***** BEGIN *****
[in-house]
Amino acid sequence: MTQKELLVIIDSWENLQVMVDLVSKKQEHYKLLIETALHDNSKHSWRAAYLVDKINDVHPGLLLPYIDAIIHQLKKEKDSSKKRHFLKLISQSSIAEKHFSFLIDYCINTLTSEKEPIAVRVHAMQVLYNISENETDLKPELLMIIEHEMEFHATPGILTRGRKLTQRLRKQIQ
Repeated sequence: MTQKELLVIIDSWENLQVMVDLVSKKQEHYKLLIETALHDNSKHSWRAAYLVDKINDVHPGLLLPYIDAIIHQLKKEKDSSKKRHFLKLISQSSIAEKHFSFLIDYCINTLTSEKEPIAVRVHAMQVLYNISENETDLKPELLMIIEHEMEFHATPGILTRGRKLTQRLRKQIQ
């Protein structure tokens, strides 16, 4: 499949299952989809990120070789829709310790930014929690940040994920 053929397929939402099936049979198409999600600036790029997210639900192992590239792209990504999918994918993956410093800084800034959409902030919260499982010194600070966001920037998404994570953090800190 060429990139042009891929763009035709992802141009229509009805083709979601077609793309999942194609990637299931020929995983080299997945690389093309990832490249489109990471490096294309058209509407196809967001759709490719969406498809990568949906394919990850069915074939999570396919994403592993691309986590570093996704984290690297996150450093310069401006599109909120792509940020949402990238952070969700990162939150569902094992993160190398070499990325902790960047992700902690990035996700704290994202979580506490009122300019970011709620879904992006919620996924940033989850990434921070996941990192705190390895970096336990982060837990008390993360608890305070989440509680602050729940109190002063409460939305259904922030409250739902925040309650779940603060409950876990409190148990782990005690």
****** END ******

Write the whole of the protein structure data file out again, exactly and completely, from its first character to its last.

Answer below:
[in-house]
Amino acid sequence: MTQKELLVIIDSWENLQVMVDLVSKKQEHYKLLIETALHDNSKHSWRAAYLVDKINDVHPGLLLPYIDAIIHQLKKEKDSSKKRHFLKLISQSSIAEKHFSFLIDYCINTLTSEKEPIAVRVHAMQVLYNISENETDLKPELLMIIEHEMEFHATPGILTRGRKLTQRLRKQIQ
Repeated sequence: MTQKELLVIIDSWENLQVMVDLVSKKQEHYKLLIETALHDNSKHSWRAAYLVDKINDVHPGLLLPYIDAIIHQLKKEKDSSKKRHFLKLISQSSIAEKHFSFLIDYCINTLTSEKEPIAVRVHAMQVLYNISENETDLKPELLMIIEHEMEFHATPGILTRGRKLTQRLRKQIQ
């Protein structure tokens, strides 16, 4: 499949299952989809990120070789829709310790930014929690940040994920 053929397929939402099936049979198409999600600036790029997210639900192992590239792209990504999918994918993956410093800084800034959409902030919260499982010194600070966001920037998404994570953090800190 060429990139042009891929763009035709992802141009229509009805083709979601077609793309999942194609990637299931020929995983080299997945690389093309990832490249489109990471490096294309058209509407196809967001759709490719969406498809990568949906394919990850069915074939999570396919994403592993691309986590570093996704984290690297996150450093310069401006599109909120792509940020949402990238952070969700990162939150569902094992993160190398070499990325902790960047992700902690990035996700704290994202979580506490009122300019970011709620879904992006919620996924940033989850990434921070996941990192705190390895970096336990982060837990008390993360608890305070989440509680602050729940109190002063409460939305259904922030409250739902925040309650779940603060409950876990409190148990782990005690």